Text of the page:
For something with a little extra touch, go for mat-forming growth that also gives a kick of scent too. Creeping thyme is perfect for this. It is quite happy to spread out over stone and roots and will withstand footfall—plus the foliage is fantastically fragranced. Else, Chamomile nobile ‘Treneague’ is often used to create a chamomile lawn as it’s aromatic when crushed. Not only are these sure to bring sensory satisfaction but plants like are a low-maintenance way to help the wider eco-system and support local wildlife—even providing nectar sources for bees when they flower.
One perfect solution for front gardens is a hard surfacing product that’s crosshatched; designed to allow for natural growth to poke through. Cobblestone or mosaic-style brickwork also allows for natural self-seeding of plants, and naturalistic planting like this can look really beautiful.
For back garden stoops, patios and courtyards that may suffer from waterlogging or drought, clever design can work in sync with your garden’s fauna and flora. For instance, natural stone products are a great way to keep things ticking along nicely. Not only is it strong and long-lasting, but limestone aggregate also drains really well and gravel has similar benefits. Or maybe you want the paving to direct water onto lawns or borders—this can work really well if these areas are planted up with thirsty plants, like hostas. Design can play a big part in getting your hard landscaping to work best for you. For instance, perhaps you don’t want to pave straight across the lawn and would benefit from a stepping-stone effect for access without losing out on lawn surface area.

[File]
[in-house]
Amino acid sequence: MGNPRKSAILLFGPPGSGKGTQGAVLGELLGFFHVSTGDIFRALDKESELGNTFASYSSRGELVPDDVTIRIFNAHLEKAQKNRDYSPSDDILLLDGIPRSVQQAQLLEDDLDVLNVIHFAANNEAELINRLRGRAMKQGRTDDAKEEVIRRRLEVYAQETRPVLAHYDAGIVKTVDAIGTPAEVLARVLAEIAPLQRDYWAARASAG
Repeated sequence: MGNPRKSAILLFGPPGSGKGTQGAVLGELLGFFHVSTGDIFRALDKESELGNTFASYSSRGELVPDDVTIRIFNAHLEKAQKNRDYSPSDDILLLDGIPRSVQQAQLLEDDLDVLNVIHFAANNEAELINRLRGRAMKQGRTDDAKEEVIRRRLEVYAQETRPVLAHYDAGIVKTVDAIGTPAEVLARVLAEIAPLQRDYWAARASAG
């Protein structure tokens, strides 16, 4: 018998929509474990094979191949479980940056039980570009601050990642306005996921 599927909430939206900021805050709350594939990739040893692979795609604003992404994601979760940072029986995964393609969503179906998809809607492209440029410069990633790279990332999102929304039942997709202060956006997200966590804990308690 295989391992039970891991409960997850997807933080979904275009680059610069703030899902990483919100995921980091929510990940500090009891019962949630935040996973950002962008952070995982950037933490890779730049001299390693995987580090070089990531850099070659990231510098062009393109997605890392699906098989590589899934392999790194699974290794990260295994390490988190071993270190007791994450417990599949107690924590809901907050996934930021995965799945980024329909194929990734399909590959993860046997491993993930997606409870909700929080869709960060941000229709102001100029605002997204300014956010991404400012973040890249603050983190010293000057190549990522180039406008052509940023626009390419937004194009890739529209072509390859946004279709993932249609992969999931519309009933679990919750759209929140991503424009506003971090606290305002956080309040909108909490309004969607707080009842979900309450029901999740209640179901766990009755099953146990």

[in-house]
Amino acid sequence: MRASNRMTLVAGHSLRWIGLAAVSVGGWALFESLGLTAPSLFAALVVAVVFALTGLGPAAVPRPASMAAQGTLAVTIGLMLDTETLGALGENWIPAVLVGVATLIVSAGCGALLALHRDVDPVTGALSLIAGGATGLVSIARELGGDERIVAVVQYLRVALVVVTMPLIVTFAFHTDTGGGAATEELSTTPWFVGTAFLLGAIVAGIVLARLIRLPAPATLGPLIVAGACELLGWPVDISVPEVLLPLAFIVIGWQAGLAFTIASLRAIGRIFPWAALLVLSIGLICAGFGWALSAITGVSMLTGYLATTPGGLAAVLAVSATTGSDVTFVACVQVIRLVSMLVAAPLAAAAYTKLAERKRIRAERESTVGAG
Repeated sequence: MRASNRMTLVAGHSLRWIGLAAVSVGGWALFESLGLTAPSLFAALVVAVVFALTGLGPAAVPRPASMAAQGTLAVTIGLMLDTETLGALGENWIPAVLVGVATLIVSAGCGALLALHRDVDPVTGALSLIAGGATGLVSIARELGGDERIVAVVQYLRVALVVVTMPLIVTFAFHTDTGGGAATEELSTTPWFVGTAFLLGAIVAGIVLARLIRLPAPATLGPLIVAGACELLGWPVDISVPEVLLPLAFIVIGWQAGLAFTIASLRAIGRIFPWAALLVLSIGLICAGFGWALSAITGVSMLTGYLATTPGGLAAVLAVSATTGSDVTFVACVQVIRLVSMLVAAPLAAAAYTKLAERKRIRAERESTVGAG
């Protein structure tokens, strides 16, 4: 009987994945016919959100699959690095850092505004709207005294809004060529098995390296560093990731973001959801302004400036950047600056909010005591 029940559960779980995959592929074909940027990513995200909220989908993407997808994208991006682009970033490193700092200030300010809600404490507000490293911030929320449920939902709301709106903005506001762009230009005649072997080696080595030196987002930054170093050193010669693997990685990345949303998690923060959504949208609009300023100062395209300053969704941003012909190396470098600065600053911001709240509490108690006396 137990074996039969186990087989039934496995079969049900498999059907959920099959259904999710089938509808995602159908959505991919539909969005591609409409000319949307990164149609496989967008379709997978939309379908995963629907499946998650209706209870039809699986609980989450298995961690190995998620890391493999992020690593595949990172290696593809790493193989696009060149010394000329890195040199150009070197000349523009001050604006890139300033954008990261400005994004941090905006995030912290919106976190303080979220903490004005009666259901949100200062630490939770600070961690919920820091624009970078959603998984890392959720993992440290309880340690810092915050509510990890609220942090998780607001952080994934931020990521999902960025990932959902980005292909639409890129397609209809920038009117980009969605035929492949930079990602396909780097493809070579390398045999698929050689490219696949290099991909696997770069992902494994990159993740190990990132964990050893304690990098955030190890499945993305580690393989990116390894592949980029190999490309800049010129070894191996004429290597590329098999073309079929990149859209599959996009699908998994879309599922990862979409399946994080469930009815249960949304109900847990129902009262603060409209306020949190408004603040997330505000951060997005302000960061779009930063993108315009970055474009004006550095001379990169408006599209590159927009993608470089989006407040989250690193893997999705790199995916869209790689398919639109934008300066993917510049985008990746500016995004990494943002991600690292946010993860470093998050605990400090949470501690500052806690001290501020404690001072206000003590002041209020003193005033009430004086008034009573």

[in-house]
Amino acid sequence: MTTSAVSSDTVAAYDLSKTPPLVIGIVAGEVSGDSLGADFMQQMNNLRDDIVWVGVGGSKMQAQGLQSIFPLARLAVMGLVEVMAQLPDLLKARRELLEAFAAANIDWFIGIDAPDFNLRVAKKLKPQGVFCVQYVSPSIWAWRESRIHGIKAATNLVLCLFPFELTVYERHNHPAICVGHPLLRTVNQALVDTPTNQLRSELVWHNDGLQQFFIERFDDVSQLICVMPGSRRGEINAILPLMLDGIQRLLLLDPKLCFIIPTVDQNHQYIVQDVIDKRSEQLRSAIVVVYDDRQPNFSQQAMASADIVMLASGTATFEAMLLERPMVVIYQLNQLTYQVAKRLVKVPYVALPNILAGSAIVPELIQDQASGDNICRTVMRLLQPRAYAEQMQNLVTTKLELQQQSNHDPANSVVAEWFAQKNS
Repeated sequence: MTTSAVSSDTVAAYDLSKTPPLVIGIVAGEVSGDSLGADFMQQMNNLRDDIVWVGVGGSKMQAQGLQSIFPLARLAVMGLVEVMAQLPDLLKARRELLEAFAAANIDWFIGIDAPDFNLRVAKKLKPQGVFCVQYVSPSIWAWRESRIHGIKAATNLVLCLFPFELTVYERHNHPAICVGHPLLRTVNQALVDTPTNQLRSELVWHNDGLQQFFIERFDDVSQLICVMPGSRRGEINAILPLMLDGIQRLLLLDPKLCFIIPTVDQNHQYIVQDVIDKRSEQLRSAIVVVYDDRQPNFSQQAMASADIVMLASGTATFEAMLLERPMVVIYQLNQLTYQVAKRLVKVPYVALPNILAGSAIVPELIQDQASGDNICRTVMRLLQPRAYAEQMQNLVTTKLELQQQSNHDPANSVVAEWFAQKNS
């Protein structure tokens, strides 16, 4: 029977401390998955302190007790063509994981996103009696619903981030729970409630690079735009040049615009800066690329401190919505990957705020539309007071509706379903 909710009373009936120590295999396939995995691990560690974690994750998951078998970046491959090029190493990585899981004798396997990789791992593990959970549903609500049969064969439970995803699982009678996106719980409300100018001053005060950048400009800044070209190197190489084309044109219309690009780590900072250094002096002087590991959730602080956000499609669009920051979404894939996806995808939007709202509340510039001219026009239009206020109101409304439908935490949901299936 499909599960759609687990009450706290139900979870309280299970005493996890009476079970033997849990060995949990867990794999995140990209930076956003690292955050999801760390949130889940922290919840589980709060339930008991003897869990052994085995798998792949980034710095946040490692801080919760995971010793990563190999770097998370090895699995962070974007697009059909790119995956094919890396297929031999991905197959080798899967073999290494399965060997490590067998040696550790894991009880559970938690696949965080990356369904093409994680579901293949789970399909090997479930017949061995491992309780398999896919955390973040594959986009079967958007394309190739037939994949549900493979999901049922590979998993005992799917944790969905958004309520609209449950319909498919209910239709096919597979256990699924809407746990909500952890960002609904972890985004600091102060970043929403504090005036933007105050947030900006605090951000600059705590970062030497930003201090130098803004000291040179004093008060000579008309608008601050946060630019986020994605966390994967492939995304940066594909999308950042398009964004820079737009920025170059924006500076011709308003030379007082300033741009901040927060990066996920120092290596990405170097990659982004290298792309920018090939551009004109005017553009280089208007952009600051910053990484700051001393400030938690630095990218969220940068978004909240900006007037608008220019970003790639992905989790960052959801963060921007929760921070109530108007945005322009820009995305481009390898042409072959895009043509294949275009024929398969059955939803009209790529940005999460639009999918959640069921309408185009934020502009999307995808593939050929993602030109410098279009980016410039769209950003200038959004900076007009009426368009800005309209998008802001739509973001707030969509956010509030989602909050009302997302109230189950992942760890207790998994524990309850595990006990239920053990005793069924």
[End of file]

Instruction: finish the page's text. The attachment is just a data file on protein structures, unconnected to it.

Save your unwanted wellie boots from the skip.
Make a draining hole and use them as planters come the spring! You can nail them to the fence and fill with trailing plants.
With a little tweak here and there, you’ll find a perfect fit between sleek urban designs and family functionality, alongside eco-friendly and ornamental vegetation; a modern-day twist on marvellous Mother nature.
Happy gardening everyone!
How can I stop my pond from freezing over and help my fish?
Stop water from freezing over by placing a tennis ball, football or empty 1-2 litre water bottle (depending on the size of the pond) on the surface and then remove from the ice, where they will have left a hole. This helps oxygens levels for your pond fish, but oxygen levels can also be improved by circulating the water with a pump.
Do winter flowers still need deadheading?
Yes, winter pansies and other winter flowering vegetation will benefit from deadheading over winter. This will keep them looking great throughout the dormant season to provide some winter interest—keep them shielded from frost and they will last right through to spring. If blooms are spent, you may wish to keep seed heads in place, like rosehips, as food for birds.
David Domoney is a Chartered Horticulturalist, Broadcaster, and Author. David has worked with a number of the UK’s leading garden retailers as a plant buyer and strategic consultant. With more than 30 years experience, in horticulture, David is as passionate about plants now as he was when he bought his first plant at a village fete.